Note: BTW, "aryan" was a social class, not a people. They were the descendants of the chariot lords who rolled out from the steppes into India and Europe; hence, Indo-European. (In Europe, the conquered indigenes were white ancestors to Basques; in India, they were dark ancestors of Dravidians.) In Iran, the word was spelled "aryan." In India, "arya," In Irish, it is "aire" (the y-glide is still there in the pronunciation). Irish recognized several grades of aire. The lowest was bo-aire, or "cow-lord," to qualify for which required that one own one cumal (= 3 cows). So if you don't own at least three cows, you cannot be a noble Aryan. In Greek, άρχων (archon) means a lord. In German, the word is "Ehre," which has shifted to mean "honor," which belonged only to nobles. Two countries still have names that mean "land of the aryans", viz., Erin and Iran.The paper is more complicated than that. The focus was on comparing Minoans and Mycenaeans against folks from southwest Anatolia, a Neolithic sample, 332 other ancient individuals, and 2,614 present-day humans, including modern Greeks, Cretans, et al. In broad strokes, the study shows that there was genetic continuity in the Aegean from the time of the first farmers to present-day Greece, but not in isolation.
Reference. Lazaridis, Iosif, Alissa Mittnik, Nick Patterson, Swapan Mallick, Nadin Rohland, Saskia Pfrengle, Anja Furtwängler et al. “Genetic origins of the Minoans and Mycenaeans.” Nature (2017). http://www.nature.com/nature/journal/v548/n7666/full/nature23310.html?foxtrotcallback=true
2. Lebanese are Not Arabs
Lebanese nationalist have always claimed that they are Phoenicians, not Arabs, and this would seem to be some evidence for that.A recent paper showed that modern Lebanese are genetically very close to Ancient Canaanites. Further, in spite of claims in history books (e.g. Salibi), Lebanon experienced hardly any gene flow from the Arabian Peninsula. The presence of J1e haplogroup is less than 3%, a tenth of what is found in Syrians and Jordanians, and a fifth of what is found in Palestinians. This applies to all Lebanese ethnoreligious groups.Further, the [genetic] distance between today’s Lebanese and modern Greeks is minimal, much closer than that between them and nonLevantine members of the Arab League.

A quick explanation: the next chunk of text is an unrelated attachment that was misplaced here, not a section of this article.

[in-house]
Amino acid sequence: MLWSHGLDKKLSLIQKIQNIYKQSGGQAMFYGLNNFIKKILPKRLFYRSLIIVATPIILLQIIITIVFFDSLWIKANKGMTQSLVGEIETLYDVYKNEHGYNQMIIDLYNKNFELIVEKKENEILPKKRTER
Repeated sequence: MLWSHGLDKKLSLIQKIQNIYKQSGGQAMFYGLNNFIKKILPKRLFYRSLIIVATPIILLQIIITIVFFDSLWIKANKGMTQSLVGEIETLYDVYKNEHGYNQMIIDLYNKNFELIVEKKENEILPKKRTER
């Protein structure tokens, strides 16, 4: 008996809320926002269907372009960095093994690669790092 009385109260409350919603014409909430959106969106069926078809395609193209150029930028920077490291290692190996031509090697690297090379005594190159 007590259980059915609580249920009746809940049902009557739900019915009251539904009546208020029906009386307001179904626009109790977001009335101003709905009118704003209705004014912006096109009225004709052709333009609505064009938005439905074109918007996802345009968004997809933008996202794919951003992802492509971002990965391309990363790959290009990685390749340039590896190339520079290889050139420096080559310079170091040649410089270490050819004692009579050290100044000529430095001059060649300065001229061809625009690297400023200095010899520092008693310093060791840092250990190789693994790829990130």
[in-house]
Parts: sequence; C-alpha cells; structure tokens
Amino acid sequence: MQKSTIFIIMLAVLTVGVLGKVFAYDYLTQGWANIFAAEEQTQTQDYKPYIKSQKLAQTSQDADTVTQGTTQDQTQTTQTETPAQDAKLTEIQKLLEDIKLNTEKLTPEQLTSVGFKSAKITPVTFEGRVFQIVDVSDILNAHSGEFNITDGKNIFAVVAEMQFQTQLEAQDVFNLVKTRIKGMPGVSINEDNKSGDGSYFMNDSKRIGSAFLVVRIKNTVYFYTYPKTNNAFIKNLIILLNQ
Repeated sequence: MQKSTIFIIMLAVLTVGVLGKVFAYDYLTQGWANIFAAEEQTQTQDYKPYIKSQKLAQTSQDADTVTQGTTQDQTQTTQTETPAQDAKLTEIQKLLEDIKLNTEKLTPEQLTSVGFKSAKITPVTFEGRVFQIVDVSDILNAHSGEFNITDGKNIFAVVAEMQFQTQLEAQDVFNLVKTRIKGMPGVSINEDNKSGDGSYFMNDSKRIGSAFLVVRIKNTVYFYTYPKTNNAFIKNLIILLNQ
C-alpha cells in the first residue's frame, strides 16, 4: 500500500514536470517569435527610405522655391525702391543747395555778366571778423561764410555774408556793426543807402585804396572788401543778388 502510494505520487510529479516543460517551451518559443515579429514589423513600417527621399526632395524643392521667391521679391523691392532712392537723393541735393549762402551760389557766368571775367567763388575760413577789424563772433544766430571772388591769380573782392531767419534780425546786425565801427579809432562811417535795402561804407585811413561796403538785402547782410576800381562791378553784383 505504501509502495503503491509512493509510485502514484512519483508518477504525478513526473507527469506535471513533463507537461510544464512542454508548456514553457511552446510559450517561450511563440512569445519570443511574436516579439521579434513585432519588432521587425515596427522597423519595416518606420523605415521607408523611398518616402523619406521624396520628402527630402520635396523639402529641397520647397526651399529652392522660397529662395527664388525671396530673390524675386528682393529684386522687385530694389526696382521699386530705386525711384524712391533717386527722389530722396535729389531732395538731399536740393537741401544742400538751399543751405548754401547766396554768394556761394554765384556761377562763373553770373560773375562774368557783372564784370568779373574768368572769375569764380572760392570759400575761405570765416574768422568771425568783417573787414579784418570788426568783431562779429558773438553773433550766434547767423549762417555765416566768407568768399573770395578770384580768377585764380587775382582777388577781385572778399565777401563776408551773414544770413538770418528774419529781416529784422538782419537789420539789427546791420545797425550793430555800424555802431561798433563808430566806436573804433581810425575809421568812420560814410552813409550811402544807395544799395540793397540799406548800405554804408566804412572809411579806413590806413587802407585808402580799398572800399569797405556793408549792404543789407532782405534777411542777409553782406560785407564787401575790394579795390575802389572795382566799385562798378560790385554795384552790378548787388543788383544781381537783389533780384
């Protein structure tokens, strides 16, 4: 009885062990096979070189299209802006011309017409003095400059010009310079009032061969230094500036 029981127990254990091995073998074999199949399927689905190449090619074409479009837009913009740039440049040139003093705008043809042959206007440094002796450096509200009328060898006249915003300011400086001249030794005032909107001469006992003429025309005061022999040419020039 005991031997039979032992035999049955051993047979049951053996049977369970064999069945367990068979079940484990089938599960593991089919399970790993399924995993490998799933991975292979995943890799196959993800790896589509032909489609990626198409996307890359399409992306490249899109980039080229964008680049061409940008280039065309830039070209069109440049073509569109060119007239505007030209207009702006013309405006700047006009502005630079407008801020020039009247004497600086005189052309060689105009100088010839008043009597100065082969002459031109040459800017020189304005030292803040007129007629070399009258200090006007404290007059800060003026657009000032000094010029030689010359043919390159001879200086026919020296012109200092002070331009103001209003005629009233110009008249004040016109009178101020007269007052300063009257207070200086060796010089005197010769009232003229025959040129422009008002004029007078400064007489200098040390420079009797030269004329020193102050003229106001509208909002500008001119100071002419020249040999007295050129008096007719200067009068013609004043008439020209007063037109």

The writers of the paper tell us that they sequenced five sets of remains from the Canaanite city of Sidon, ca. 3700 years old and compared them to modern inhabitants of modern Lebanon. They found that a Bronze Age Canaanite-related ancestry was widespread in the region, shared among urban populations inhabiting the coast (Sidon) and inland populations (Jordan) who likely lived in farming societies or were pastoral nomads. This Canaanite-related ancestry derived from mixture between local Neolithic populations and eastern migrants genetically related to Chalcolithic Iranians. They estimated, using linkage-disequilibrium decay patterns, that this admixture occurred 6,600–3,550 years ago, coinciding with recorded massive population movements in Mesopotamia during the mid-Holocene. They concluded that present-day Lebanese derive most of their ancestry from a Canaanite-related population, which therefore implies substantial genetic continuity in the Levant since at least the Bronze Age. In addition, they found Eurasian ancestry in the modern Lebanese not present in Bronze Age or earlier Levantines, and concluded that this Eurasian ancestry arrived in the Levant around 3,750–2,170 years ago during a period of successive conquests by distant populations.
That would be around 1730 BC to 150 BC, from when the Hyksos chariot lords took Egypt and the Indo-Iranian chariot lords were pouring into Persia and the Indus Valley to when Alexander and his Seleucid successors conquered the area.
The upshot is that Greeks are much closer genetically to Levantines than they are to Nordics, even though the Greeks speak an Indo-European language and not a Semitic one.
Marc Haber, etc, 2017. "Continuity and admixture in the last five millennia of Levantine history from ancient Canaanite and present-day Lebanese genome sequences." The American Journal of Human Genetics. http://www.cell.com/ajhg/fulltext/S0002-9297(17)30276-8